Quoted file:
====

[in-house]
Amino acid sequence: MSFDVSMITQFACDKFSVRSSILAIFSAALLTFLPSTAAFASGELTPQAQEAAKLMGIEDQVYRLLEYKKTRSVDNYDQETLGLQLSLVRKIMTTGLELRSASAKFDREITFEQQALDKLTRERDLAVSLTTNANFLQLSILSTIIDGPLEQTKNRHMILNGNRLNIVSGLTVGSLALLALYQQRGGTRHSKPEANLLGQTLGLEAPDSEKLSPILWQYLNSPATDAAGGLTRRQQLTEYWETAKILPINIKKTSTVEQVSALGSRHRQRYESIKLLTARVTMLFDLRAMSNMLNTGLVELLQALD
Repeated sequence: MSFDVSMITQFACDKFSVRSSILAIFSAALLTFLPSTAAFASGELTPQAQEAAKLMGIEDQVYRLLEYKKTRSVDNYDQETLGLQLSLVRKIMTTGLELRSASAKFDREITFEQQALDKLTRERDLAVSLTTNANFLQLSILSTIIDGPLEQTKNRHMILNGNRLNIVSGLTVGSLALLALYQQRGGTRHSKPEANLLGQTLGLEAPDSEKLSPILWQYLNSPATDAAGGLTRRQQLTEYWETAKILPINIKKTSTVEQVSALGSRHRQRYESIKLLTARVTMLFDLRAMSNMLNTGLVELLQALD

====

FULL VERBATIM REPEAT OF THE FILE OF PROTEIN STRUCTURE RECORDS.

[in-house]
Amino acid sequence: MSFDVSMITQFACDKFSVRSSILAIFSAALLTFLPSTAAFASGELTPQAQEAAKLMGIEDQVYRLLEYKKTRSVDNYDQETLGLQLSLVRKIMTTGLELRSASAKFDREITFEQQALDKLTRERDLAVSLTTNANFLQLSILSTIIDGPLEQTKNRHMILNGNRLNIVSGLTVGSLALLALYQQRGGTRHSKPEANLLGQTLGLEAPDSEKLSPILWQYLNSPATDAAGGLTRRQQLTEYWETAKILPINIKKTSTVEQVSALGSRHRQRYESIKLLTARVTMLFDLRAMSNMLNTGLVELLQALD
Repeated sequence: MSFDVSMITQFACDKFSVRSSILAIFSAALLTFLPSTAAFASGELTPQAQEAAKLMGIEDQVYRLLEYKKTRSVDNYDQETLGLQLSLVRKIMTTGLELRSASAKFDREITFEQQALDKLTRERDLAVSLTTNANFLQLSILSTIIDGPLEQTKNRHMILNGNRLNIVSGLTVGSLALLALYQQRGGTRHSKPEANLLGQTLGLEAPDSEKLSPILWQYLNSPATDAAGGLTRRQQLTEYWETAKILPINIKKTSTVEQVSALGSRHRQRYESIKLLTARVTMLFDLRAMSNMLNTGLVELLQALD